Are you busy?
Is time on your side, or are you always in competition with each other? In order to balance the demands of a 21st-century life, you might need the assistance of some 21st-century tools. Here’s a list of eight ideas to help with organization so you can love your job again and carve out more time for the things that matter most….
1. Color your world
Using colors to organize your digital life may help when you searching for important resources. Did you know you can color code your desktop folders, Google Drive folders, email folders, and more? I have found the more I color-code my life, the easier it is to find things quickly when I need them. I use the same colors across devices, apps, and tools: red for family, purple for school, green for money (ha!), etc. The more vigilant I am about filing items using specific colors, the less time I waste looking for them later.
2. New wallpaper
A great idea I learned from my friend Charity Preston at the Organized Classroom Blog, is to create wallpaper for your desktop to help organize your folders. Get creative! You might want to take her idea one step further and create wallpaper for your mobile devices to help organize your rows of phone icons and folders.
Though we find emojis and symbols fun to use in text and emails, they can be organizational helpers as well. You can use icons to label folders on phones and desktops and to name group chats to keep them all straight. In addition, you can use icons as bookmarks in your toolbar so they take up less space and are easily recognizable.
4. The E-mail monster
Email has become a necessity, but we can easily be overrun by the sheer volume of correspondence coming into our Inbox. There are many ways to tame the email monster, including separate accounts, filters, folders, tabs, and color. One suggestion is to create a separate account (or revisit an old one) to handle only your online shopping needs. Use it for all of your coupon offers, order confirmations, and customer-service correspondence. I don’t mind if there are 10,000 notifications because it is all searchable and it does not clog up my daily email.
For my work and personal email accounts, I turn off all social-media notifications.. I use the filter tools in my email client to auto-direct certain emails to particular folders so I can refer to them when need be.
5. Get alarmed
Though the idea of an alarm clock waking you up in the morning might not make you smile, there are other reasons to set an alarm. Essentially, an alarm is a reminder to do something. You can set an alarm reminder to take out the trash every Monday morning, to water the plants every other week, or to buy milk and bread when you are near the grocery store. You can choose alarm reminders based on time or intervals or location so you don’t have to remember it all! There are many apps and tools available to help with these tasks, but I like using Alarmed with reminders, checklists, timers, categories, and sounds to choose from.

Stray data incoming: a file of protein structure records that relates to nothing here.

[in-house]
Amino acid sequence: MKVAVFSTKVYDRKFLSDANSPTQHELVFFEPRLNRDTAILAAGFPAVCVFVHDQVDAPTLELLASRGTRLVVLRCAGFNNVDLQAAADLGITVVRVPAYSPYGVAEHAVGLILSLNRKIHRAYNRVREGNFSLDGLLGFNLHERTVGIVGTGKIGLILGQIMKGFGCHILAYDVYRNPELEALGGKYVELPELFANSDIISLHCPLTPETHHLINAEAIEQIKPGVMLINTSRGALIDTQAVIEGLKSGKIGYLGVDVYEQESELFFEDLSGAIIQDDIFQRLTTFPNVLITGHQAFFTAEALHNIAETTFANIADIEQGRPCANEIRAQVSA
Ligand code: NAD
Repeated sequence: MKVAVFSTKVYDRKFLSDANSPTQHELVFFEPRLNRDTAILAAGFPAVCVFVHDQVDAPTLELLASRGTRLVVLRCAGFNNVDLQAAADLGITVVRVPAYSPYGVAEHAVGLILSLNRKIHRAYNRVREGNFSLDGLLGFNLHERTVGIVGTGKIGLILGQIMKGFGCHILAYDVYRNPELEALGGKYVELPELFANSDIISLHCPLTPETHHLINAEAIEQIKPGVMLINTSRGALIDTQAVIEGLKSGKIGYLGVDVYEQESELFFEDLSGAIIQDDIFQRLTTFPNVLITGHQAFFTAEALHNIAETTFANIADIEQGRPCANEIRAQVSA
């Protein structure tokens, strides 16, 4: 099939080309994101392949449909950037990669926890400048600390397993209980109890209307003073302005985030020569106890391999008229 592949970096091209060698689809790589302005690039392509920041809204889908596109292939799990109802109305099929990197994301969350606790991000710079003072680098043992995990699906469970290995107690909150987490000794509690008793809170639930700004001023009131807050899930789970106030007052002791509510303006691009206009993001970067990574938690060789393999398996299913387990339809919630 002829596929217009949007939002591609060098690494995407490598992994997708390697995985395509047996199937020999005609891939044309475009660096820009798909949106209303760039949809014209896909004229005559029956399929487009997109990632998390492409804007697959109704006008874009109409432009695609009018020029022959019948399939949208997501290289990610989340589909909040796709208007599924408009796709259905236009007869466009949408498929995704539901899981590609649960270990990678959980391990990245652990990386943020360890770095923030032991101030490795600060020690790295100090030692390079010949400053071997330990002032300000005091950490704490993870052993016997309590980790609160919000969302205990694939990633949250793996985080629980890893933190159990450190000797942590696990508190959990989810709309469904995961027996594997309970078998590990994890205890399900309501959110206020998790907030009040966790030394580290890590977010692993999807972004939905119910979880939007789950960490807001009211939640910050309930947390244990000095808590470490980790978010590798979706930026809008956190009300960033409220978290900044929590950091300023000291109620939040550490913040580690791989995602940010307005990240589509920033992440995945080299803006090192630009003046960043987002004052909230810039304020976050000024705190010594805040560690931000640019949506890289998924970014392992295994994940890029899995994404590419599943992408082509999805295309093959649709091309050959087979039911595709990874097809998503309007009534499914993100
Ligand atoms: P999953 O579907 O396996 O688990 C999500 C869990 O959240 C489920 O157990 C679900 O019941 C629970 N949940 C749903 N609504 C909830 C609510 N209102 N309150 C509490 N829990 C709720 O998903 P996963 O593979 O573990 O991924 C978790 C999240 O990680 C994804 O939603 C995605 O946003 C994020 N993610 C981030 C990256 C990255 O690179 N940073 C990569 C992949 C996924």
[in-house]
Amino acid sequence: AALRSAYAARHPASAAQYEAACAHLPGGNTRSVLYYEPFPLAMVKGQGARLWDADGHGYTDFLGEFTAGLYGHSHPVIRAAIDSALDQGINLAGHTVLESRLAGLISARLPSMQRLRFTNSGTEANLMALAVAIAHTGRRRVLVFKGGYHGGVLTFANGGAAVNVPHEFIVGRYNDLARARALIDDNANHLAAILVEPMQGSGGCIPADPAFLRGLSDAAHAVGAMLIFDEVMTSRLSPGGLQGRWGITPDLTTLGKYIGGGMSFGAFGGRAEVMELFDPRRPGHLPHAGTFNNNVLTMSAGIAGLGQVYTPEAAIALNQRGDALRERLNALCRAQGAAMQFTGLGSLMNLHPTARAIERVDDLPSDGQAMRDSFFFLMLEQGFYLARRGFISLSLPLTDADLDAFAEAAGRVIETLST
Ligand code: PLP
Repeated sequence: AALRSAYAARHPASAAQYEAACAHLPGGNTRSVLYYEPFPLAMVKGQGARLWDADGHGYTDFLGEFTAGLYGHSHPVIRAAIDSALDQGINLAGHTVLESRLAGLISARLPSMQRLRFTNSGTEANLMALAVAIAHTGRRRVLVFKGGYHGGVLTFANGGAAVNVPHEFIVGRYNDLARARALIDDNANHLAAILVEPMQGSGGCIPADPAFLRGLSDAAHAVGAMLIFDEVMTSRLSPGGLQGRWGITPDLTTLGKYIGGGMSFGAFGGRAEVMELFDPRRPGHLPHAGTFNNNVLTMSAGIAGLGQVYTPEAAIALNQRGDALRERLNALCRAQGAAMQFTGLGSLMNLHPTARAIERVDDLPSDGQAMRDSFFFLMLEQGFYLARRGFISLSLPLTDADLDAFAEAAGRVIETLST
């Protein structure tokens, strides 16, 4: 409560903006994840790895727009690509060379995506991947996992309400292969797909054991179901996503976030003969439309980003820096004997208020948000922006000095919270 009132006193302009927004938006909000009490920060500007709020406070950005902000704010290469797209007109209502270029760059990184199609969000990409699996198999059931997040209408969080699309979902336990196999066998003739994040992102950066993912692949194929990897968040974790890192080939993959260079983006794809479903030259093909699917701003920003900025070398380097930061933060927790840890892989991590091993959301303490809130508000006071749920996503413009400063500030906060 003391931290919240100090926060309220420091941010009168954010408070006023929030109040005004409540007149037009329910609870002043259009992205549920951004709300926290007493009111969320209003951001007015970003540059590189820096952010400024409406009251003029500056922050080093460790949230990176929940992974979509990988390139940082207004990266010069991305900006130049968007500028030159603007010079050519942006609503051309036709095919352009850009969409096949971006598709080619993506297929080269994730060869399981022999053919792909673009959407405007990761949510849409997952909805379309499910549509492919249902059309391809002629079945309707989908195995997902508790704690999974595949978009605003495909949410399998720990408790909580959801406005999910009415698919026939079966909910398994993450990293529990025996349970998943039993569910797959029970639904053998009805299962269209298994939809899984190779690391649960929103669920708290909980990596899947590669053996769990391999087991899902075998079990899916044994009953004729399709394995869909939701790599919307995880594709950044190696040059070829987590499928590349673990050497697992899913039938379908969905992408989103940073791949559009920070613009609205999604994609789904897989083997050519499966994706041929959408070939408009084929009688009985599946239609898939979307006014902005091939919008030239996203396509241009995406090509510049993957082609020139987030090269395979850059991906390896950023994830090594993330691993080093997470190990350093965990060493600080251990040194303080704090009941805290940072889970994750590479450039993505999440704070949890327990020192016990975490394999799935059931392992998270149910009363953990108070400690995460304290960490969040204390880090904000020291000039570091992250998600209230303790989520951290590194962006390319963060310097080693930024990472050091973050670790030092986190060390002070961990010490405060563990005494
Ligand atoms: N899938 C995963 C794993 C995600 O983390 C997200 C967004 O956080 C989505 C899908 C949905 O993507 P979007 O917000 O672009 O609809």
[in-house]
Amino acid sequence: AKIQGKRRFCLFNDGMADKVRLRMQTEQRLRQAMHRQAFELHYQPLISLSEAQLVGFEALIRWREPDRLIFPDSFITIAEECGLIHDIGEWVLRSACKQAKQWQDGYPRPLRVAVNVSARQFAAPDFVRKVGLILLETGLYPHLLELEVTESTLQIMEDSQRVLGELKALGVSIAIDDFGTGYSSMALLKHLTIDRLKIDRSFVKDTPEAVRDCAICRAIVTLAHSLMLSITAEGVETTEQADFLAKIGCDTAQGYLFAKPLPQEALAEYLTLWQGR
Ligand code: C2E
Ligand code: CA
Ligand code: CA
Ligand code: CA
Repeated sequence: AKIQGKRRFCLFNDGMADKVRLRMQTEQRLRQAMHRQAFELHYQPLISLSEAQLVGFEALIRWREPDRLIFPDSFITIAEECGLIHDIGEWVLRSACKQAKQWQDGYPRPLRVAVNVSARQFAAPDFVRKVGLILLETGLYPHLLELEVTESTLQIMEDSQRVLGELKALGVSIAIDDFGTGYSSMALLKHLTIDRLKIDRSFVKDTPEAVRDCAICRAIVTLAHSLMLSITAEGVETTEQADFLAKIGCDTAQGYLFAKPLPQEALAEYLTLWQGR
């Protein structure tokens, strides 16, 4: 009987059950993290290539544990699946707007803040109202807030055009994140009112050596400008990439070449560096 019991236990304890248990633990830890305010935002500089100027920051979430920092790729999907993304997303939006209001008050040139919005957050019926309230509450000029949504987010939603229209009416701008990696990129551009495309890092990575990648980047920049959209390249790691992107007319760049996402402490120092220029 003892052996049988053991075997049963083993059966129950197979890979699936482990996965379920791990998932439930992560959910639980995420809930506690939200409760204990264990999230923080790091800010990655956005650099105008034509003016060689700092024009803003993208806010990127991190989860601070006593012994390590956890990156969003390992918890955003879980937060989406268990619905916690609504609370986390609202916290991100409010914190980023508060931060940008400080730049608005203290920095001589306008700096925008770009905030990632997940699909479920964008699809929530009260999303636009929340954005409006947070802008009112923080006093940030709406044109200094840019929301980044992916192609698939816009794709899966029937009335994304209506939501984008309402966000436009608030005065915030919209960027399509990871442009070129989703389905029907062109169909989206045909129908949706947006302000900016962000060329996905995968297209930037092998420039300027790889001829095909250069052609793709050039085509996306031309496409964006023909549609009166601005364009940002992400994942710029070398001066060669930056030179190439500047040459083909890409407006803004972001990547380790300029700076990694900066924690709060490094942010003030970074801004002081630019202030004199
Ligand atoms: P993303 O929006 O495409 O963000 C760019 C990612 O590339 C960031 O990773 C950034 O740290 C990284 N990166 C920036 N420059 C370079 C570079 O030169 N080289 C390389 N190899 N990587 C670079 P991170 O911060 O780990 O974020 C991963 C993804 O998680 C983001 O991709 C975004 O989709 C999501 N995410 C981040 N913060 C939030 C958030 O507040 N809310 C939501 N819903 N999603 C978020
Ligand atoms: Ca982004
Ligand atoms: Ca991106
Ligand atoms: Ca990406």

6. Just browsing
Another way to streamline your online life is to use separate browsers for different purposes. I keep all of my school accounts and activity on Chrome, my personal browsing on Firefox, and I use Safari for my kids when they use my laptop. Although I could have separate user accounts in one browser, I find it much easier to flip between the three throughout the day.
7. If This, Then That
If This, Then That is a website that allows users to create applets that make life easier. IFTTT can do anything from controlling the lights when you arrive home to reminding you to bring an umbrella tomorrow when the forecast calls for rain. Many folks are juggling multiple social media accounts, and IFTTT helps them work together seamlessly. I can have the program post automatically to Facebook when I tweet, or have it post to Twitter when I upload a photo to Instagram. Depending on your needs, IFTTT can help to cut down on the number of steps you take to broadcast your brand.
While it may seem impossible to carve out hours from your schedule, these small suggestions can add up to many minutes saved. You can then “spend” minutes on something other than forgetting your to-do list or looking for lost items. If these ideas work for you, share with your students so they can learn to organize their lives as well!
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